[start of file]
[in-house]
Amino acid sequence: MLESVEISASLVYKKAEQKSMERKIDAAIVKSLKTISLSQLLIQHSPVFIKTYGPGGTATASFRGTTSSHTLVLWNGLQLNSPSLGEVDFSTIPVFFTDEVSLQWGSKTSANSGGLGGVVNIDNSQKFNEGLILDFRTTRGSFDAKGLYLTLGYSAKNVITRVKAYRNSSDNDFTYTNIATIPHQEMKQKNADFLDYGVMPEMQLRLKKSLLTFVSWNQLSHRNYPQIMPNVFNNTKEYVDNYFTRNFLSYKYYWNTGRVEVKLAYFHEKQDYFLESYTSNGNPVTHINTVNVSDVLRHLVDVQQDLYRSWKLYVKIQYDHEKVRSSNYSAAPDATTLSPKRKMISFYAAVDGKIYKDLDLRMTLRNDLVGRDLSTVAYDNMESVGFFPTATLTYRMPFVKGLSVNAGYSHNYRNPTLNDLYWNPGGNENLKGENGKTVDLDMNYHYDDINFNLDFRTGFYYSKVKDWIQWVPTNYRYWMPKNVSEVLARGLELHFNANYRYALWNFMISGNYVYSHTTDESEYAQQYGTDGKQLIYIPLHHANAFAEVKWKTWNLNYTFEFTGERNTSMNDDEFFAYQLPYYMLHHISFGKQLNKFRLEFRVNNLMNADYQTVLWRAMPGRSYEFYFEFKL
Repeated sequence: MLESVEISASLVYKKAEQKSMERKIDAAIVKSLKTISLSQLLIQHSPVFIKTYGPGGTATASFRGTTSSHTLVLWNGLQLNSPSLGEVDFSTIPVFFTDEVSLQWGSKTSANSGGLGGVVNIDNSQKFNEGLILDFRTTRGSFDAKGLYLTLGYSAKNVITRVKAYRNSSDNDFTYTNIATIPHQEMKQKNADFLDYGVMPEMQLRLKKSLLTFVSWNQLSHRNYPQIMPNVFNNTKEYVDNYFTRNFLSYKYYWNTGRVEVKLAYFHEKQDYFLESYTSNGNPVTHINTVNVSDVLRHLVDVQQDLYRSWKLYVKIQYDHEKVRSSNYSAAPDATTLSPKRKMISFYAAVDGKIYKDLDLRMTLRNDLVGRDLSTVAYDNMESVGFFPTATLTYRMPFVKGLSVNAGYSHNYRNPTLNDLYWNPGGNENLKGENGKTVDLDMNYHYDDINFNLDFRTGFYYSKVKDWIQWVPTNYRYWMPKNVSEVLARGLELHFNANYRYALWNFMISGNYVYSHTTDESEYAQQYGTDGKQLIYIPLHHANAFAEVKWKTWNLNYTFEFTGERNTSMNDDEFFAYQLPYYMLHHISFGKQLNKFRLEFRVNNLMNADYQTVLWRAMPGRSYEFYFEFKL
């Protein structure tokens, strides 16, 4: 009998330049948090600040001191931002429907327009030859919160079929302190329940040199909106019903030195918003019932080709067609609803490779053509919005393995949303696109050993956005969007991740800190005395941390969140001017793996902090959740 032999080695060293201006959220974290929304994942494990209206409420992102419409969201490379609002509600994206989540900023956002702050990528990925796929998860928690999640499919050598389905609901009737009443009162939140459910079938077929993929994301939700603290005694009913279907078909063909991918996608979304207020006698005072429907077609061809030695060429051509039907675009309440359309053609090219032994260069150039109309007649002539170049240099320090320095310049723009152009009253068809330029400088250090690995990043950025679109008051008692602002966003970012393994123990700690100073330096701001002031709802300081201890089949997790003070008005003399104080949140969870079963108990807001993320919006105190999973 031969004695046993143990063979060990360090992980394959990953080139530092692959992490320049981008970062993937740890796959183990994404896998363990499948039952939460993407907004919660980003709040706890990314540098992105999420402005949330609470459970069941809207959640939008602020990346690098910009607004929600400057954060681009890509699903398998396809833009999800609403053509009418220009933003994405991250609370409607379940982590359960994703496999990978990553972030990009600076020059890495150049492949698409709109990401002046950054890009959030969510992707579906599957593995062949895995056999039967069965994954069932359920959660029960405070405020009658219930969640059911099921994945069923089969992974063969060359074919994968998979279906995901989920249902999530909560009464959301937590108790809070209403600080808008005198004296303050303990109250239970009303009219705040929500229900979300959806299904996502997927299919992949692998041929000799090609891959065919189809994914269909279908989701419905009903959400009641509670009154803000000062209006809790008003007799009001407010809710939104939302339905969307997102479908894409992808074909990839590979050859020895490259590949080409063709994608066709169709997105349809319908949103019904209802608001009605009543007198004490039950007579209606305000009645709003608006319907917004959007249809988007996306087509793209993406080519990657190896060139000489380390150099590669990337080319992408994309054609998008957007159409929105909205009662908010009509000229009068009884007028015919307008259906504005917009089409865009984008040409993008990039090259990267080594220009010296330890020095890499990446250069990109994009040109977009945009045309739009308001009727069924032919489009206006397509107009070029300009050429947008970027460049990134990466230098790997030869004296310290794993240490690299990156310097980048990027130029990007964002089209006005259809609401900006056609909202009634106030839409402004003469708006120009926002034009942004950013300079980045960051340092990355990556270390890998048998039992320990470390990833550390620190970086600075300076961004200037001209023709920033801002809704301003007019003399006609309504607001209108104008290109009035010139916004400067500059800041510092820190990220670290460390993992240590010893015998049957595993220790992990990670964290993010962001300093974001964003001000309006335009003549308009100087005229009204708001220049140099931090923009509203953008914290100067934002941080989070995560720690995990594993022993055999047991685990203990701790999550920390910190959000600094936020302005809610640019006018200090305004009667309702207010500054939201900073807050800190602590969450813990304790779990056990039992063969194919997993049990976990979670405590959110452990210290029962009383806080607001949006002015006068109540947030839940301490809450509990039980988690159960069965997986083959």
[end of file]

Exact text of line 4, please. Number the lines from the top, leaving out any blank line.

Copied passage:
């Protein structure tokens, strides 16, 4: 009998330049948090600040001191931002429907327009030859919160079929302190329940040199909106019903030195918003019932080709067609609803490779053509919005393995949303696109050993956005969007991740800190005395941390969140001017793996902090959740 032999080695060293201006959220974290929304994942494990209206409420992102419409969201490379609002509600994206989540900023956002702050990528990925796929998860928690999640499919050598389905609901009737009443009162939140459910079938077929993929994301939700603290005694009913279907078909063909991918996608979304207020006698005072429907077609061809030695060429051509039907675009309440359309053609090219032994260069150039109309007649002539170049240099320090320095310049723009152009009253068809330029400088250090690995990043950025679109008051008692602002966003970012393994123990700690100073330096701001002031709802300081201890089949997790003070008005003399104080949140969870079963108990807001993320919006105190999973 031969004695046993143990063979060990360090992980394959990953080139530092692959992490320049981008970062993937740890796959183990994404896998363990499948039952939460993407907004919660980003709040706890990314540098992105999420402005949330609470459970069941809207959640939008602020990346690098910009607004929600400057954060681009890509699903398998396809833009999800609403053509009418220009933003994405991250609370409607379940982590359960994703496999990978990553972030990009600076020059890495150049492949698409709109990401002046950054890009959030969510992707579906599957593995062949895995056999039967069965994954069932359920959660029960405070405020009658219930969640059911099921994945069923089969992974063969060359074919994968998979279906995901989920249902999530909560009464959301937590108790809070209403600080808008005198004296303050303990109250239970009303009219705040929500229900979300959806299904996502997927299919992949692998041929000799090609891959065919189809994914269909279908989701419905009903959400009641509670009154803000000062209006809790008003007799009001407010809710939104939302339905969307997102479908894409992808074909990839590979050859020895490259590949080409063709994608066709169709997105349809319908949103019904209802608001009605009543007198004490039950007579209606305000009645709003608006319907917004959007249809988007996306087509793209993406080519990657190896060139000489380390150099590669990337080319992408994309054609998008957007159409929105909205009662908010009509000229009068009884007028015919307008259906504005917009089409865009984008040409993008990039090259990267080594220009010296330890020095890499990446250069990109994009040109977009945009045309739009308001009727069924032919489009206006397509107009070029300009050429947008970027460049990134990466230098790997030869004296310290794993240490690299990156310097980048990027130029990007964002089209006005259809609401900006056609909202009634106030839409402004003469708006120009926002034009942004950013300079980045960051340092990355990556270390890998048998039992320990470390990833550390620190970086600075300076961004200037001209023709920033801002809704301003007019003399006609309504607001209108104008290109009035010139916004400067500059800041510092820190990220670290460390993992240590010893015998049957595993220790992990990670964290993010962001300093974001964003001000309006335009003549308009100087005229009204708001220049140099931090923009509203953008914290100067934002941080989070995560720690995990594993022993055999047991685990203990701790999550920390910190959000600094936020302005809610640019006018200090305004009667309702207010500054939201900073807050800190602590969450813990304790779990056990039992063969194919997993049990976990979670405590959110452990210290029962009383806080607001949006002015006068109540947030839940301490809450509990039980988690159960069965997986083959």